What’s Your Minimum Wage?

Yesterday was June 1, 2014 and here in Ontario Canada, the minimum wage rose from $10.25 to $11.00 per hour. That wage is now at the top end of the minimum wage in Canada, as each province and territory sets their own minimum wage. So how does this wage compare to where you live and work?

Because I work with those on social assistance here in Ontario, I like to find out the equivalent someone on assistance makes when you look at the minimum wage for comparison sake. While the funds someone receives on assistance vary due to family size, I always take the single person who receives at this time, $626.00 per month as a measure. If you were working full-time, you’d work 7 hours per day, so let’s multiply that by 5 days per week, and then let’s multiply that number times 4 weeks in a month. That gives us the equation 7 x 5 x 4 which equals 140 hours. Therefore, let’s divide the $626.00 a single social assistance person receives by 140 hours, and we get $4.47 as an hourly wage equivalent.

Thus a person on assistance with no job is receiving $4.47 per hour, while a person with a minimum wage job is making $11.00 per hour. Okay, so what does this look like on a monthly basis? Well we started by using $626.00 as a monthly income for a social assistance recipient. For the minimum wage earner working a full-time job, we take the $11.00 per hour and multiply it by the 140 hours we arrived at earlier. (The 5 day a week, 7 hour per day job multiplied by 4 week scenario above.) So $11.00 x 140 hours = $1540.00 per month.

So what we’ve got here in Ontario as of June 1, 2014, is the following: If you have a full-time minimum wage job bringing in $1540.00 per month, you are $914.00 ahead of the person who has no job and only the social assistance rate of $626.00 per month.

Interesting to me are the people who will now state, “But hold on, you haven’t factored in transportation costs to get to work and child care.” Okay let’s look at that. First I want to pose a question however. How much does the government subsidize the wages of working people not on assistance for their transportation? Well, The answer is zero transportation funds. I’m expected – as are all working people – to pay for my personal or public transportation needs out of the salary that I earn. It’s only when I’m on social assistance that I may receive additional funds for transportation.

As for childcare? Well childcare subsidy is possible for any working person based on their wages, expenses, and overall family income. You do not for example have to be receiving social assistance to have some childcare subsidy eligibility. But again, most working people who have childcare costs, pay for that care out of their regular income.

The issue of having to pay entirely for things without any assistance from anyone else is something that those who have been on some form of government assistance for prolonged periods sometimes have a hard time of understanding. Not all mind you, just some. In fact, one of the other benefits that many on social assistance in this jurisdiction have difficulty adjusting to center on the topic of benefits. When you are in recipt of social assistance you may have dental, medical and optical coverage.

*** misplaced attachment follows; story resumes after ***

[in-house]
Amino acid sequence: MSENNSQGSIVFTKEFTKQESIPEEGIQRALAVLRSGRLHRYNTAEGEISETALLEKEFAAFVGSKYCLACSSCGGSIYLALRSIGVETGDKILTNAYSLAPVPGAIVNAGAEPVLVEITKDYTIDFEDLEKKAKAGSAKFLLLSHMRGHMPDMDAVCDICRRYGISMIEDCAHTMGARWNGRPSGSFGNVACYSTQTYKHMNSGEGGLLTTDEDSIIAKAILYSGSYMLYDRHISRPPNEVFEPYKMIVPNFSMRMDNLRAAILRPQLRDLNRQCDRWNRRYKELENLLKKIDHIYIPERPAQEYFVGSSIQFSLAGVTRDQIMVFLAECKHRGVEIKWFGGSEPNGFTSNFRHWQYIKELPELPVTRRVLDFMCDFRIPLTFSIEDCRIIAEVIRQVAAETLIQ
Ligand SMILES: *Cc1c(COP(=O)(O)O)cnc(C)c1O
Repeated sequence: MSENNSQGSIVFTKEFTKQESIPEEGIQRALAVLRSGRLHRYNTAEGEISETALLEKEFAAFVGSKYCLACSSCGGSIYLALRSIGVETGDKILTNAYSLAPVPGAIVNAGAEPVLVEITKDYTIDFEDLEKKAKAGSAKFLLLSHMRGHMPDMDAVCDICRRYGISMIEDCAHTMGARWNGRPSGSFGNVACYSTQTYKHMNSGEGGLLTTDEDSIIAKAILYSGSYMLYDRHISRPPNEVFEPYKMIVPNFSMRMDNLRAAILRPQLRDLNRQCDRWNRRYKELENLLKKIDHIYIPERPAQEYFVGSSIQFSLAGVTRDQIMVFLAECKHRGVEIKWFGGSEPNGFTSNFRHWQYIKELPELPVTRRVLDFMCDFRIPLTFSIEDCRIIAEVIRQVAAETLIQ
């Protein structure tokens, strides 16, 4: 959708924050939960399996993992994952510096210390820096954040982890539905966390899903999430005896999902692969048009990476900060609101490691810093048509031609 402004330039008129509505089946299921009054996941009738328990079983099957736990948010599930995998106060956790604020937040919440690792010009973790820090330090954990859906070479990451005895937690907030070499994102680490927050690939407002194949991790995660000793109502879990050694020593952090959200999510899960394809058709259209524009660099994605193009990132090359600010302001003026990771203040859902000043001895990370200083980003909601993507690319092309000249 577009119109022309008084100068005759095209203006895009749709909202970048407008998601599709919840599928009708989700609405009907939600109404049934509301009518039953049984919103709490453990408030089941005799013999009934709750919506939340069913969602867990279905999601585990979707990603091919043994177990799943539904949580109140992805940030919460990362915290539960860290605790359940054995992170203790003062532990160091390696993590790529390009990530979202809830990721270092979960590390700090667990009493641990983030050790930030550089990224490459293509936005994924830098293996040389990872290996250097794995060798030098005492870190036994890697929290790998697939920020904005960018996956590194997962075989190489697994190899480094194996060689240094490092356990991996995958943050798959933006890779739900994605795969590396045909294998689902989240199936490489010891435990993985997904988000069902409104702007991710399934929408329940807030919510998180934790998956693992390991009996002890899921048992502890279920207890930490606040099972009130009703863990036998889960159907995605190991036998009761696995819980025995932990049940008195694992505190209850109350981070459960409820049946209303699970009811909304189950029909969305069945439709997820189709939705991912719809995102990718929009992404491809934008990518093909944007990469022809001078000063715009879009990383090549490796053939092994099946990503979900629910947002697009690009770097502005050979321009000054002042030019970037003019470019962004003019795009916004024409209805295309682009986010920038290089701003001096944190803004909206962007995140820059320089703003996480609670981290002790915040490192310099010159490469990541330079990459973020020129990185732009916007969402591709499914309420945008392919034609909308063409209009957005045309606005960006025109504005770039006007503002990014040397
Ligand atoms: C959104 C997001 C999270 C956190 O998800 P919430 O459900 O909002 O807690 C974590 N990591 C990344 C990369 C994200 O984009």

One of the misconceptions out there is that as soon as a person on social assistance obtains employment of any kind, their file is closed; and with that closure is a loss of benefits. However that’s not the case in the area I work in, while it may vary from place to place. Where I work, anyone on social assistance has their social assistance reduced and eventually finds themselves ineligible due to the income they receive. It’s like weaning off of assistance and learning to adjust to having full responsibility for your own expenses. One of the things that is really beneficial to those just starting new jobs is the possibility of still receiving medical benefits for 6 months or a year after starting a new job depending on whether or not the employer provides benefits, and even if they do, having to wait to receive them.

I’d personally like to remove the word, “minimum” when talking about minimum wage. After all, it evokes (for some anyhow) the idea that if you’re getting paid minimum wage, it only fair you perform minimum work. And that’s not the case by a long shot. I think you should do your best and put forth the best quality of work you can in order to not only feel better about yourself and the work you do, but to impress your employer enough to justify a higher wage.

Everything has a flip side though doesn’t it? After all, wouldn’t some employers figure if they are getting real production out of someone who is working for minimum wage, why pay more? This kind of thinking is small-minded are short-sighted in my view. So instead of an employer thinking this way, I’d hope they’d think to themselves, “I want this person to stick around, which they won’t if they have a great work ethic and I’ll be forced to go through the hiring process all over again.”

When you’re working for minimum wage, work with personal pride no matter the job; don’t work for the pay cheque, work for your dignity, your future and your present self-worth.


One thought on “What’s Your Minimum Wage?

  1. I agree you should work with personal pride in your job no matter what you are being paid. Unfortunately in great many cases employers view employees and expendable. We are going toward a just in time labor system where most employees are used when needed and then thrown away.


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